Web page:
Why do I get no phone signal on the train? UK mobile operators failing to deliver on rail network

A recent study by Global Wireless Solutions (GWS) has found that in the UK a third (30.3 percent) of all mobile internet tasks and one in seven phone calls attempted on the train fails. If you're a commuter then this comes as no surprise, but why does your phone never work on the train? 

We've conducted our own tests of the 3G and 4G offerings of UK mobile operators in partnership with Broadband Genie, and it comes as no surprise to learn that GWS has crowned Three as the best network for making phone calls on the UK's rail roads, and EE as the best network for 4G data. Contrary to our own tests, GWS also found Vodafone the best UK network for 3G data out on the tracks. Also see: What is 4G? A complete guide to 4G. 

Best of a bad bunch, that is. For GWS claims EE, O2 and Vodafone rely heavily on their 2G networks or half-rate codecs to decode voice calls on the UK's train lines, and that at some stations commuters are all but unreachable. It claims King's Cross St Pancras is by far the worst-connected train station in the UK, followed by Radlett, Kentish Town, Upminster, Elstree and Borehamwood, Hendon, St Albans, Cricklewood, Kidbrooke and Ockenden.  

Do you use any of these stations? Comment on your network's performance there below. Also see: What's the difference between 3G, 4G, GPRS, E and Wi-Fi?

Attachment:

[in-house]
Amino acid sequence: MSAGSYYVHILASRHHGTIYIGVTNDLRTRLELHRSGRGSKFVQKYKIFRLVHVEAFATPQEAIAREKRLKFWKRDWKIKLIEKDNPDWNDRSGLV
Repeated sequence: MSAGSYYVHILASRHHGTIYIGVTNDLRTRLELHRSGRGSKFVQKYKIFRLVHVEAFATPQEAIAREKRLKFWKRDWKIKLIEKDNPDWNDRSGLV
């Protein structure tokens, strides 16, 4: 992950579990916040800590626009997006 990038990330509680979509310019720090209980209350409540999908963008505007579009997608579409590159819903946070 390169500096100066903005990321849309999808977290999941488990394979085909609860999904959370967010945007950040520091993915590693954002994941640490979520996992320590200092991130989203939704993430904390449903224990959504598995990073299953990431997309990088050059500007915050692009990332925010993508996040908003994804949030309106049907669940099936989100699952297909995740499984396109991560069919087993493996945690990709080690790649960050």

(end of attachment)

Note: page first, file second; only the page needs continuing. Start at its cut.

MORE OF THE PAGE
Paul Carter, CEO of GWS, said: “Leaves on the track, the wrong kind of snow, having to stand up all the way to work and back – commuters have enough to contend with without the kind of mobile connectivity problems we’re revealing today. It’s hard to believe we’re in 2014 and in a situation whereby a trained wizard would have a tough time getting a signal on the Hogwarts Express while it’s sitting in St Pancras. 

“Pressure from commuters makes it inevitable that trains won’t keep their status as mobile dead zones for much longer. It’d be great to see networks, rail operators and stationmasters taking the lead on improving connectivity for commuters – rather than having to be dragged into the 21st century kicking and screaming.” 

GWS found that problems making phone calls or getting online are most likely to be experienced when a train is travelling between 0- and 5MPH or above 50MPH.